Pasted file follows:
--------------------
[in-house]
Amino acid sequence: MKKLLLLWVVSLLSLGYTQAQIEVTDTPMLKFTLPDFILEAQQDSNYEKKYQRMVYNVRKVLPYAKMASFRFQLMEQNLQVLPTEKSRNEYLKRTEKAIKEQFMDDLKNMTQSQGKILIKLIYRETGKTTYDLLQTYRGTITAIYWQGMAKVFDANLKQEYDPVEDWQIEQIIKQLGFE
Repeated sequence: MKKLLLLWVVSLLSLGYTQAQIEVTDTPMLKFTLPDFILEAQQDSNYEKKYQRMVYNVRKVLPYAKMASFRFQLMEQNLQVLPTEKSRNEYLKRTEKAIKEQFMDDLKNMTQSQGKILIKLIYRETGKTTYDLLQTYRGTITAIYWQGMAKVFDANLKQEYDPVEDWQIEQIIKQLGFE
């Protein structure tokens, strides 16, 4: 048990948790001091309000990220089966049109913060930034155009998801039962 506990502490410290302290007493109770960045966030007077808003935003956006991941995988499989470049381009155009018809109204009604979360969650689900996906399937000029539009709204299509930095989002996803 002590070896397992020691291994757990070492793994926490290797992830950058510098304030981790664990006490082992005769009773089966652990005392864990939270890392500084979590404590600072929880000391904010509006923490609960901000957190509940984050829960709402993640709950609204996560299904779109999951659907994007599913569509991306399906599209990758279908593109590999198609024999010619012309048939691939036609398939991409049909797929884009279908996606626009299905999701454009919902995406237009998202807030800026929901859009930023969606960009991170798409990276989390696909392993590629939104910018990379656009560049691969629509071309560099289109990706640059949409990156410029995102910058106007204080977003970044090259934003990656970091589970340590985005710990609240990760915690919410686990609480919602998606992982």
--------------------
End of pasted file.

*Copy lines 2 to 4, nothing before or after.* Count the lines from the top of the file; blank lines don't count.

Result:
Amino acid sequence: MKKLLLLWVVSLLSLGYTQAQIEVTDTPMLKFTLPDFILEAQQDSNYEKKYQRMVYNVRKVLPYAKMASFRFQLMEQNLQVLPTEKSRNEYLKRTEKAIKEQFMDDLKNMTQSQGKILIKLIYRETGKTTYDLLQTYRGTITAIYWQGMAKVFDANLKQEYDPVEDWQIEQIIKQLGFE
Repeated sequence: MKKLLLLWVVSLLSLGYTQAQIEVTDTPMLKFTLPDFILEAQQDSNYEKKYQRMVYNVRKVLPYAKMASFRFQLMEQNLQVLPTEKSRNEYLKRTEKAIKEQFMDDLKNMTQSQGKILIKLIYRETGKTTYDLLQTYRGTITAIYWQGMAKVFDANLKQEYDPVEDWQIEQIIKQLGFE
């Protein structure tokens, strides 16, 4: 048990948790001091309000990220089966049109913060930034155009998801039962 506990502490410290302290007493109770960045966030007077808003935003956006991941995988499989470049381009155009018809109204009604979360969650689900996906399937000029539009709204299509930095989002996803 002590070896397992020691291994757990070492793994926490290797992830950058510098304030981790664990006490082992005769009773089966652990005392864990939270890392500084979590404590600072929880000391904010509006923490609960901000957190509940984050829960709402993640709950609204996560299904779109999951659907994007599913569509991306399906599209990758279908593109590999198609024999010619012309048939691939036609398939991409049909797929884009279908996606626009299905999701454009919902995406237009998202807030800026929901859009930023969606960009991170798409990276989390696909392993590629939104910018990379656009560049691969629509071309560099289109990706640059949409990156410029995102910058106007204080977003970044090259934003990656970091589970340590985005710990609240990760915690919410686990609480919602998606992982």